Liked by 1 person

  5. lindabaie says:

    I love both Beston and Coatsworth, re-read his book The Outermost House every few years, and now you and Tabatha have written of them and then Margaret has connected to Elizabeth’s wonderful poem with the ribbon. Serendipity amazes me! I do love the idea of that small rain being a woman, and Margaret’s dandelion “fairy dust” that “lingers with wander lust”.

    Liked by 1 person

  6. carwilc says:

    I started with Tabatha Yeatts, who shared work by Harry Beston and then came over here and became acquainted with Elizabeth Coatsworth. “July Storm” is a perfect poem, I hope we have a few of those in Colorado this next week! And the journal and poem from Margaret is absolutely lovely. I have always wanted to participate in the Poetry Swap, but never think I am creative enough!

    Liked by 1 person

    • mbhmaine says:

      This is the first year I’m participating–I’ve always been way too intimidated. I figured the swap would be a good challenge for me this summer–fingers crossed!


  7. haitiruth says:

    Wow! What a fabulous Poetry Swap! Ruth, thereisnosuchthingasagodforsakentown.blogspot.com

    Liked by 1 person

  8. cvarsalona says:

    Molly, I found a line in Coatsworth’s poem that resonated with me: “Was the rainbow a ribbon that she wore?” What a beautiful description for a rainbow-something that would sweep across a dress to be placed for all to prominently see. Last night, I took a friend who retired out to eat dinner canalside. Just before we sat down for dinner there was a storm so we searched the sky for a rainbow but we did not find. The waiter was perplexed at why we would want to sit outside. As for the poetry swap, Margaret’s journal and poem make for a very creative gift to you. I, too, was taken by the language, “spangles of fairy dust, / linger with wander lust.” May the dandelions of summer bring you a wish for peace.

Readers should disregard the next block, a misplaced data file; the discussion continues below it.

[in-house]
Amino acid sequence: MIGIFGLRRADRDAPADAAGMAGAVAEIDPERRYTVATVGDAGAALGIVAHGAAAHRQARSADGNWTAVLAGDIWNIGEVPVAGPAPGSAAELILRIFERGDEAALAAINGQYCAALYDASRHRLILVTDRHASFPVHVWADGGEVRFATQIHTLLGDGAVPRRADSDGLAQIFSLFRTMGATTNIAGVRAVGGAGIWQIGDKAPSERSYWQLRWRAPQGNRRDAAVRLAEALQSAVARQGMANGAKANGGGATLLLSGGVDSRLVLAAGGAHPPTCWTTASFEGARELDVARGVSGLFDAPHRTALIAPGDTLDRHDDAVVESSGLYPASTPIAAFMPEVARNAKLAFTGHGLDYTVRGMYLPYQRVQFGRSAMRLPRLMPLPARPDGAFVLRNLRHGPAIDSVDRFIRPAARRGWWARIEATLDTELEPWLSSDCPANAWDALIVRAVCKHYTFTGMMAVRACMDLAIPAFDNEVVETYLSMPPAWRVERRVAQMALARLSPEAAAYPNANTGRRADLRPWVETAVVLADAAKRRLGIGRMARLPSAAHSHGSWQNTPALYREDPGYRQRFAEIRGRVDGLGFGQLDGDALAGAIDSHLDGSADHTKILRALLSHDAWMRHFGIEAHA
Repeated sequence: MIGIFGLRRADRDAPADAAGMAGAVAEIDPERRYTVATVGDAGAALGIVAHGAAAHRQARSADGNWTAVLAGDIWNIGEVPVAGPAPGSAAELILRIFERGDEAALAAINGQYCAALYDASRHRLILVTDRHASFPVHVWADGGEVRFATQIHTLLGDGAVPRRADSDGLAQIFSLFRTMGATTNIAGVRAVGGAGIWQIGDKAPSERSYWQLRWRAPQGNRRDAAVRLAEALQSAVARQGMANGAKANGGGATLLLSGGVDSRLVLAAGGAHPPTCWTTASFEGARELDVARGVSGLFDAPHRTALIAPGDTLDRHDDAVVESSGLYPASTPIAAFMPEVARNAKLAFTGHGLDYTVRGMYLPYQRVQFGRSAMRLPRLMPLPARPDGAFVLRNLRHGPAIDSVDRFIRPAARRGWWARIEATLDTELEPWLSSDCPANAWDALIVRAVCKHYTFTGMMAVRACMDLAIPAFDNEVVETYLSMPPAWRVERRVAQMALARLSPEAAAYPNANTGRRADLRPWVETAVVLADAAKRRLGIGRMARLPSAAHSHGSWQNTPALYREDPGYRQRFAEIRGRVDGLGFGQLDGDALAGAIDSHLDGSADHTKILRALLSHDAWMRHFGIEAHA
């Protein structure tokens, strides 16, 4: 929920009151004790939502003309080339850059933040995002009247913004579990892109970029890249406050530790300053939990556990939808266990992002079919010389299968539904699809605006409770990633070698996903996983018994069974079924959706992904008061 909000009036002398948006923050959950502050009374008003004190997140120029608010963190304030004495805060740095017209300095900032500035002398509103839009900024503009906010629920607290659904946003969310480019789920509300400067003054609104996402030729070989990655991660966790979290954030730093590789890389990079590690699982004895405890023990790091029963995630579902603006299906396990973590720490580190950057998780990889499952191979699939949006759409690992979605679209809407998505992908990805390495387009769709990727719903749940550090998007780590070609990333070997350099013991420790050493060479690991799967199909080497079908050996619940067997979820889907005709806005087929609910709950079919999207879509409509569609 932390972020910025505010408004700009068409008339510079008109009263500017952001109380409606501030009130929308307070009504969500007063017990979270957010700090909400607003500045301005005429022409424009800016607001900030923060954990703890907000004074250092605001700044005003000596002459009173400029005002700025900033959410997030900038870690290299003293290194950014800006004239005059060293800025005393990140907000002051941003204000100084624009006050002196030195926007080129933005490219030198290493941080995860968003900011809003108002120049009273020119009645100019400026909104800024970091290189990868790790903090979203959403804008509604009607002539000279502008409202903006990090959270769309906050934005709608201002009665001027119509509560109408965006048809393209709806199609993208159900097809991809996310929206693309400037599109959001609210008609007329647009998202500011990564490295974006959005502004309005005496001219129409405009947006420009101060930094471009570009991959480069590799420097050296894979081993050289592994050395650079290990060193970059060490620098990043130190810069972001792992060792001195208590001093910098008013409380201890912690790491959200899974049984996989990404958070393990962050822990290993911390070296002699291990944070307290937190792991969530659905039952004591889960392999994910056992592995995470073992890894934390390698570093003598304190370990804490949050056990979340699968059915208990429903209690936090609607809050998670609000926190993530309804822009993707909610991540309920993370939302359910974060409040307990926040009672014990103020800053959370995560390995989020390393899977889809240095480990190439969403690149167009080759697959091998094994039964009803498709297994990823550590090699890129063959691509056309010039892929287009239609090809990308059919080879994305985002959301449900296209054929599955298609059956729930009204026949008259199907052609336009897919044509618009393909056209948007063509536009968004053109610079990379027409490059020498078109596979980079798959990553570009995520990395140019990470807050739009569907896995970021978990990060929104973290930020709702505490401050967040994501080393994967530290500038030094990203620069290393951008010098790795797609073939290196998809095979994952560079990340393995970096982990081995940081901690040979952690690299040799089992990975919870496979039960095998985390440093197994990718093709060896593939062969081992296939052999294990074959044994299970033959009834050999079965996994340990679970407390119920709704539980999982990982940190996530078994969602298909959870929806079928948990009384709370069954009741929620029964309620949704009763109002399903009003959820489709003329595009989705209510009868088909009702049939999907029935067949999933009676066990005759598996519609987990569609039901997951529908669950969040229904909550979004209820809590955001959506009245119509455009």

Liked by 1 person

  9. I love this post, Molly! I found The Cat Who Went to Heaven at a book sale several years ago and loved it. Coatsworth”s poem is so evocative, I can almost smell the summer rain! “Was the rainbow a ribbon that she wore?” is my favorite line. And what a gift from Margaret! I’m swooning over “spangles of fairy dust.”

    Liked by 1 person

    • mbhmaine says:

      I’m going to look for “The Cat Who Went to Heaven” at my library and I have Coatsworth’s book “Maine Memories” at home waiting to be read. I just requested her first book of poetry from interlibrary loan. Summer reading fun!

      Liked by 1 person

  10. Kay Mcgriff says:

    I love the image of a July storm as a strong woman walking through the fields–just a lovely poem. And oh my, that book from Margaret is gorgeous. Thank you for sharing it with us. I, too, share your dandelion obsession!

    Liked by 1 person

  11. Tabatha says:

    How creative Margaret is!! And how apropos to gift you a fairy-lit dandelion poem to add to your collection!
    July Storm’s imagery is the sort that sticks with you — thanks for sharing it, too!

    Liked by 1 person

  12. Wow. Gorgeous July poem to kick off my morning. The post-school year adrenaline withdrawal is now past and I can really get down to the business of enjoying summer, and I’ll picture myself sweeping along “dressed in crystal and sun”, I’ll “linger with wanderlust, poised for flight…” Great shares, Molly!

    Liked by 1 person

  13. janicescully says:

    Love the Coatsworth poem, the storm as a tall woman that sweeps across the landscape so gently. The darkening skirts is a wonderful image.

    Liked by 1 person